[Jeph] In my case, for starters, I used to worry about this, like actually keep me up at night, for years. The first probably three or four years of my comic were I know I'm painting myself into this corner and I don't know what I'm going to do when I get there. This was early on, when pretty much the whole plot of the comic centered around the Marten and Faye romance and the whole will they, won't they of that. It was getting to the point where they'd been doing will they, won't they for so long that I was like, "I'm going to have to resolve this sooner or later or the comic is just going to stagnate and die." At that point, I literally woke up one morning, it was like Thanksgiving break, I was visiting my wife's parents for the holidays. I just woke up one morning and I was like, "Okay, it's time to deal with this." I just sat down and I kind of just stared it down and started writing and just went to see what would happen. It was not pure discovery writing in that I didn't... I wasn't just like, "Whatever happens is great, that's what I'm doing." There was definitely calculation involved behind it. I was like what will be best for the long-term? But I found that when you find yourself in a corner, often the first step to getting out of it is to admit that okay, I'm cornered. I can't just pretend like this isn't a problem. I have to take steps to address it. I think depending on your situation, there are a lot of different ways to do it. I'm a big fan of Brian Eno's Oblique Strategies. I don't know if you're familiar with it, but it's this deck of cards with random almost like gnomic phrases on them. You just draw one from the deck at random, flip it over, and it will say something. You try to apply whatever it says to your project. It was designed for working on albums when you get stuck in the mixing stage, but it works for any kind of creative thing. It can be something as simple as "Try it backwards" or "Turn it around" or "Go for a walk." It's really good for kind of jogging your mind as to okay, how am I approaching this? What if I tried something completely different?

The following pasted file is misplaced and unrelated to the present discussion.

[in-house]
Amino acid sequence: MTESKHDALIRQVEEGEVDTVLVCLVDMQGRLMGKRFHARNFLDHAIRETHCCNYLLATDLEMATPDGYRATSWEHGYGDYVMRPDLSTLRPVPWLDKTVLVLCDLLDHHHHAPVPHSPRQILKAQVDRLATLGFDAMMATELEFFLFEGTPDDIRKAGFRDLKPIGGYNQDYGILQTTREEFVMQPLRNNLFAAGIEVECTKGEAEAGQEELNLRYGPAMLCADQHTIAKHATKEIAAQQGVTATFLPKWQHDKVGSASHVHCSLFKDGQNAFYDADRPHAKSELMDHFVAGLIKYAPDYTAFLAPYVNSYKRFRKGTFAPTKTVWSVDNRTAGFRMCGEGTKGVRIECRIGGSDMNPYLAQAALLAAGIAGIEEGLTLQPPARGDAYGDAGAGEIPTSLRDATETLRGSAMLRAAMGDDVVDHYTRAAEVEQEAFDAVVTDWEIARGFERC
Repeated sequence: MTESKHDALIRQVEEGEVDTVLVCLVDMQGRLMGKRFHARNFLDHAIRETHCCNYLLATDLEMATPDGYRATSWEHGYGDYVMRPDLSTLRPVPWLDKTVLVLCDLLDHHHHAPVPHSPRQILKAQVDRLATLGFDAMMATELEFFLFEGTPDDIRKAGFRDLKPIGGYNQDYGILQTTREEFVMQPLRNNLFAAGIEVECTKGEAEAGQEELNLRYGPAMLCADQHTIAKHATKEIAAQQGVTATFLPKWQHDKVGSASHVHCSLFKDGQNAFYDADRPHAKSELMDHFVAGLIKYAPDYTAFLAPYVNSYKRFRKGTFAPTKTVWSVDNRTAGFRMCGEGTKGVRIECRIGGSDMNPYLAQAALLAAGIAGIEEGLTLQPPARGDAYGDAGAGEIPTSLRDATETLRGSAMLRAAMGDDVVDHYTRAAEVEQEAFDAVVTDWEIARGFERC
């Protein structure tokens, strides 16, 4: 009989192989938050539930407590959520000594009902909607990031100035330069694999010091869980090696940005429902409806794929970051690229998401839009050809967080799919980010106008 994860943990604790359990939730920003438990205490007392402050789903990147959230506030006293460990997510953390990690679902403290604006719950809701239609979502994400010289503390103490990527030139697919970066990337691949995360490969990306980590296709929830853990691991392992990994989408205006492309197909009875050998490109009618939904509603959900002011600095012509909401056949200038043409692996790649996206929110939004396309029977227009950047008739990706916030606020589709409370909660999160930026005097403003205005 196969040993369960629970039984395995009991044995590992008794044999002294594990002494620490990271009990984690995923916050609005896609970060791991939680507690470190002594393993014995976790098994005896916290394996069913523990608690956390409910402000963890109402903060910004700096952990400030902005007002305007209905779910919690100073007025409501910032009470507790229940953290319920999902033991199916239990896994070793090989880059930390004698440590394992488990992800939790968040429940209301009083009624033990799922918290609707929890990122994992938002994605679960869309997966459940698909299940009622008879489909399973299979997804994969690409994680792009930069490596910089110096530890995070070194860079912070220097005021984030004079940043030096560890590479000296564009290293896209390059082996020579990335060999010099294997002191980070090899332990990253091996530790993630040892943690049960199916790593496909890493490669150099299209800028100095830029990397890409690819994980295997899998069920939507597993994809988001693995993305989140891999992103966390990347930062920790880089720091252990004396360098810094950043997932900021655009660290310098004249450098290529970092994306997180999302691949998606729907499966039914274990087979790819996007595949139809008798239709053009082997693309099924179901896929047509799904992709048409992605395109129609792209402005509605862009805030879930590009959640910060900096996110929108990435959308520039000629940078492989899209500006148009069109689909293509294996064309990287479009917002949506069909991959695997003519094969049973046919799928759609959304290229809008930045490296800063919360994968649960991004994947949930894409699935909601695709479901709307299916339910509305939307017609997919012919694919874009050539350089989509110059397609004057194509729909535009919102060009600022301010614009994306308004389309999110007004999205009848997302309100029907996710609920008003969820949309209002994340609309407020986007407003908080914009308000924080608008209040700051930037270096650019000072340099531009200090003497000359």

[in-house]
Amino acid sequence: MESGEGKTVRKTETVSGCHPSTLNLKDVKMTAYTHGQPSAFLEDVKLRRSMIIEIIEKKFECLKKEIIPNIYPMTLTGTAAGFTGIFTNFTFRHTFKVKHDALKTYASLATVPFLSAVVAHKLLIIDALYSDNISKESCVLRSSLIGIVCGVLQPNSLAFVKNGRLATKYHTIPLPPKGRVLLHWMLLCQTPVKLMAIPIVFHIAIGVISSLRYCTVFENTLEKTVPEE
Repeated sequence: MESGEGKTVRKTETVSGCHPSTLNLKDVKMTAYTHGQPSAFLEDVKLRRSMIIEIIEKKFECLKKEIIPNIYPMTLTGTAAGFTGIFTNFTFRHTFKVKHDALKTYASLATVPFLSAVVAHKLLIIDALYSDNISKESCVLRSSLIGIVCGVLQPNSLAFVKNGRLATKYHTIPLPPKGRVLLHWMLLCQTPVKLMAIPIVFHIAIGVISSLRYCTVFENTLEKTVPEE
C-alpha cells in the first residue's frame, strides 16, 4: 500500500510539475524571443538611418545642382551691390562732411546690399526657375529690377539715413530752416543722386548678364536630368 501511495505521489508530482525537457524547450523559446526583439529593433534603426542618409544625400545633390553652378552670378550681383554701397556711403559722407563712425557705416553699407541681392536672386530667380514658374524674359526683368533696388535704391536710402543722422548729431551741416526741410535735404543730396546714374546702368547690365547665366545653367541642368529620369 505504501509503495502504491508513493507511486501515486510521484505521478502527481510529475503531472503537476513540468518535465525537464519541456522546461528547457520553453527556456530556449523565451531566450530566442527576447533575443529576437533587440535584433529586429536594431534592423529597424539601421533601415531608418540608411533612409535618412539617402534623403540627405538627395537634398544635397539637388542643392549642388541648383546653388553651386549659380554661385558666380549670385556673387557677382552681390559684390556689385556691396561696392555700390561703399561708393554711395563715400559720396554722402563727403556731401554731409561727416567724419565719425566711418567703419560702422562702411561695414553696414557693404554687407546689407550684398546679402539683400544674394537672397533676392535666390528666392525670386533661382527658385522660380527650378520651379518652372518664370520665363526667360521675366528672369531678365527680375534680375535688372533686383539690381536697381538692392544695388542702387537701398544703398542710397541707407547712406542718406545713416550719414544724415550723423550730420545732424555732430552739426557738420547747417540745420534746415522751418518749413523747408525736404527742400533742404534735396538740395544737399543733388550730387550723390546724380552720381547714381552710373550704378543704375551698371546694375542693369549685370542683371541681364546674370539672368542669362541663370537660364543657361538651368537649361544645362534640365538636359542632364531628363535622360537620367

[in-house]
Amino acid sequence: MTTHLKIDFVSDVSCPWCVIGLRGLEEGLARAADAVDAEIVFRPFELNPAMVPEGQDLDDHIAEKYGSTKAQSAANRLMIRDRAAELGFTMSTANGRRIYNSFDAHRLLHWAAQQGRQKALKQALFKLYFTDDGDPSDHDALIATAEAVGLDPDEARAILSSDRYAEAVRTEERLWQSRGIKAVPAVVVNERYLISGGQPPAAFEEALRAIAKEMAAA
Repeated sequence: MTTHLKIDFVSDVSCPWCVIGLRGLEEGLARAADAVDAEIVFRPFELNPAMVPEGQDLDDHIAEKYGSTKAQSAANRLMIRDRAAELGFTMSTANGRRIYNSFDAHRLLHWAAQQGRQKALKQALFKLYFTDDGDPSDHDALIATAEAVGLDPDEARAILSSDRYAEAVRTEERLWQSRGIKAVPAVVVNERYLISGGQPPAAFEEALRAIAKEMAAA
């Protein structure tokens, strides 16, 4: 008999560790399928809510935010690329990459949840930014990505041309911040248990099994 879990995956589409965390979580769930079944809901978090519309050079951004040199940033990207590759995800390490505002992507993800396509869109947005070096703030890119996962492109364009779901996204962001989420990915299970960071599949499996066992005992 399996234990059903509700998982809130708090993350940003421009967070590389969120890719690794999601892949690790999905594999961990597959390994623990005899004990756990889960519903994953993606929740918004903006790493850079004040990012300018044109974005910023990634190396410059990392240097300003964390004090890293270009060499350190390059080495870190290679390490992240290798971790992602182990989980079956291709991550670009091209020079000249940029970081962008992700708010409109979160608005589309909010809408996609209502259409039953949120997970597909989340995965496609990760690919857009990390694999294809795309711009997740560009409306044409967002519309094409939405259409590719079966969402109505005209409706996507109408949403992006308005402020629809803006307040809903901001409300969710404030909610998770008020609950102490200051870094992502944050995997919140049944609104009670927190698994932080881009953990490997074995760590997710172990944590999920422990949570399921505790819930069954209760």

[Howard] Why have I not heard of this deck of cards before? That sounds fantastically useful.